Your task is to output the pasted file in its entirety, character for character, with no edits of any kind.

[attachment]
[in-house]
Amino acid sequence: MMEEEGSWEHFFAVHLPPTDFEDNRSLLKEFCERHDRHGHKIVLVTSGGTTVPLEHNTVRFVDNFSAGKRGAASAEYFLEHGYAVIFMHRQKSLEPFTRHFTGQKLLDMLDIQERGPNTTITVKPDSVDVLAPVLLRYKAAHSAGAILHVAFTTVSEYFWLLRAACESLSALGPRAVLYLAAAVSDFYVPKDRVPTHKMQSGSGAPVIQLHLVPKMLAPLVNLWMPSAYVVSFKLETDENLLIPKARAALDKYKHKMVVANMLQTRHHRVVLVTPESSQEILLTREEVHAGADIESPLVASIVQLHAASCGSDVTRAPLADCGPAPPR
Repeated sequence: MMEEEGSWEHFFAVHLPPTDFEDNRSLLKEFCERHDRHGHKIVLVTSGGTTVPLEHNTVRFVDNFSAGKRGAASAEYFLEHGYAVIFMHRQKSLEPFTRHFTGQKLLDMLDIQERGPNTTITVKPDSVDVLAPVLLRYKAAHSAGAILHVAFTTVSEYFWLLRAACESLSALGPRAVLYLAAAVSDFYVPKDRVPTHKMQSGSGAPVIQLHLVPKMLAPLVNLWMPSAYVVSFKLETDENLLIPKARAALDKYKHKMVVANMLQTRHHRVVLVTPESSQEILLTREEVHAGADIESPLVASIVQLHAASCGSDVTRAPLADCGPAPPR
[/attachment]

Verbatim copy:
[in-house]
Amino acid sequence: MMEEEGSWEHFFAVHLPPTDFEDNRSLLKEFCERHDRHGHKIVLVTSGGTTVPLEHNTVRFVDNFSAGKRGAASAEYFLEHGYAVIFMHRQKSLEPFTRHFTGQKLLDMLDIQERGPNTTITVKPDSVDVLAPVLLRYKAAHSAGAILHVAFTTVSEYFWLLRAACESLSALGPRAVLYLAAAVSDFYVPKDRVPTHKMQSGSGAPVIQLHLVPKMLAPLVNLWMPSAYVVSFKLETDENLLIPKARAALDKYKHKMVVANMLQTRHHRVVLVTPESSQEILLTREEVHAGADIESPLVASIVQLHAASCGSDVTRAPLADCGPAPPR
Repeated sequence: MMEEEGSWEHFFAVHLPPTDFEDNRSLLKEFCERHDRHGHKIVLVTSGGTTVPLEHNTVRFVDNFSAGKRGAASAEYFLEHGYAVIFMHRQKSLEPFTRHFTGQKLLDMLDIQERGPNTTITVKPDSVDVLAPVLLRYKAAHSAGAILHVAFTTVSEYFWLLRAACESLSALGPRAVLYLAAAVSDFYVPKDRVPTHKMQSGSGAPVIQLHLVPKMLAPLVNLWMPSAYVVSFKLETDENLLIPKARAALDKYKHKMVVANMLQTRHHRVVLVTPESSQEILLTREEVHAGADIESPLVASIVQLHAASCGSDVTRAPLADCGPAPPR